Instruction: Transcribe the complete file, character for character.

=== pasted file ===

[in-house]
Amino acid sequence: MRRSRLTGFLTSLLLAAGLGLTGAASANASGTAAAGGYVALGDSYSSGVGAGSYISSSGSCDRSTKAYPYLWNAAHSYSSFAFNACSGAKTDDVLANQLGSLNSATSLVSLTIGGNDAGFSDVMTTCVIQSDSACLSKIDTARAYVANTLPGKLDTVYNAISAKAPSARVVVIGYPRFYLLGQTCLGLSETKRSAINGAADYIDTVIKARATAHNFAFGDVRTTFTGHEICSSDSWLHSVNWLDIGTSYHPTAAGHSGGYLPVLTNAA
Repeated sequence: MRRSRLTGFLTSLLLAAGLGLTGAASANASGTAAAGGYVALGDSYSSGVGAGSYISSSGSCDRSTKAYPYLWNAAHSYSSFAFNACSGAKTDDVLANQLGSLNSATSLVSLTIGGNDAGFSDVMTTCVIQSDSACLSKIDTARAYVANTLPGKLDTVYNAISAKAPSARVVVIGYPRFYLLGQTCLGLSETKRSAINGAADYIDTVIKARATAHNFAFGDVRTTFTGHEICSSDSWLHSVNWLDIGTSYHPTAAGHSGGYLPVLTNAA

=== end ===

[in-house]
Amino acid sequence: MRRSRLTGFLTSLLLAAGLGLTGAASANASGTAAAGGYVALGDSYSSGVGAGSYISSSGSCDRSTKAYPYLWNAAHSYSSFAFNACSGAKTDDVLANQLGSLNSATSLVSLTIGGNDAGFSDVMTTCVIQSDSACLSKIDTARAYVANTLPGKLDTVYNAISAKAPSARVVVIGYPRFYLLGQTCLGLSETKRSAINGAADYIDTVIKARATAHNFAFGDVRTTFTGHEICSSDSWLHSVNWLDIGTSYHPTAAGHSGGYLPVLTNAA
Repeated sequence: MRRSRLTGFLTSLLLAAGLGLTGAASANASGTAAAGGYVALGDSYSSGVGAGSYISSSGSCDRSTKAYPYLWNAAHSYSSFAFNACSGAKTDDVLANQLGSLNSATSLVSLTIGGNDAGFSDVMTTCVIQSDSACLSKIDTARAYVANTLPGKLDTVYNAISAKAPSARVVVIGYPRFYLLGQTCLGLSETKRSAINGAADYIDTVIKARATAHNFAFGDVRTTFTGHEICSSDSWLHSVNWLDIGTSYHPTAAGHSGGYLPVLTNAA